Ackermann’s Repository of Arts, September 1816.
The pearl necklace looks to be of seed pearls, and is quite lovely. It also has a very modern look. Note also the gold fob at the waist, not mentioned in the description. Ladies often mimicked the male watch chain and fob. Sometimes the chain did indeed hold a small watch, but judging by those seen in fashion prints, the chain most often held a decorative fob.
Though the deep flounces of this period generally don’t appeal to me, the lace on the flounces shown here looks as though it would have been beautiful in person.
The print is described in the magazine as follows:
“A white British net dress over a white sarsnet slip; the dress is trimmed round the bottom with a deep double flounce of lace, surmounted by a wreath of roses, immediately above which is a rollio of white satin. This trimming is uncommonly tasteful and striking. The body and the sleeves are of the same material as the dress; the former is full, and cut in a very novel style: a qulling of blond lace goes round the bosom, which comes high at the sides, but is sloped very much just in front. A small bouquet of moss roses shades the bosom, and give an elegant finish to the dress. The sleeve, short and extremely full, is divided into compartment by rollios of satin. Head-dress a wreath of moss roses, fancifully intermixed with corn-flowers; the hair very becomingly dressed in light loose ringlets on the forehead, and moderately high behind. A superb white lace scarf, thrown round the shoulders, partially shades the back of the neck. Necklace ear-rings, and bracelets, pearl. White satin slippers, and white kid gloves.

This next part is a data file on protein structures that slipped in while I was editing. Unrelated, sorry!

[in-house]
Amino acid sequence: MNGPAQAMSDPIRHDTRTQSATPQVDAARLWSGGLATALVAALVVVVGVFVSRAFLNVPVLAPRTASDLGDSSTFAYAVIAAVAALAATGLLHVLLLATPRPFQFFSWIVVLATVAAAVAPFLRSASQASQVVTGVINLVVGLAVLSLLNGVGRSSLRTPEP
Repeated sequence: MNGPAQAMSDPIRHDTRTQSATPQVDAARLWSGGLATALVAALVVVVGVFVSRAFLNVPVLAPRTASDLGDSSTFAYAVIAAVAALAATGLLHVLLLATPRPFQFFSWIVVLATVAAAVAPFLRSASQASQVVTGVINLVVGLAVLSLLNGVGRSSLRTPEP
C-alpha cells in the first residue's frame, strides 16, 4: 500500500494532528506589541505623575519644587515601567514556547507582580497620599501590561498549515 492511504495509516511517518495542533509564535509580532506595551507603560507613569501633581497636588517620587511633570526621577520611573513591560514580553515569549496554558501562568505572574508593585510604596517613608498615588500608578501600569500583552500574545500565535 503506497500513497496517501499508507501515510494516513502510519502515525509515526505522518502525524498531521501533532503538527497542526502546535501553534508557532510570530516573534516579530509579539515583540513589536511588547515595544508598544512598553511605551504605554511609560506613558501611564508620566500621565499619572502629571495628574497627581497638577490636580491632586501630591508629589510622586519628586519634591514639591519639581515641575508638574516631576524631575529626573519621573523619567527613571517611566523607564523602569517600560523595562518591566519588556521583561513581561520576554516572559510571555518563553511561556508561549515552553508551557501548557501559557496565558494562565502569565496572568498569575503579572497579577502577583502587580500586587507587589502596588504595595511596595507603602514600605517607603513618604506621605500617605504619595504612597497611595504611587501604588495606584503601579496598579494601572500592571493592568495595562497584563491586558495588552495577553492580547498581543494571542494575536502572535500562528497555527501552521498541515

“We are indebted to the condescension of a lady of distinguished rank for both our dresses this month.”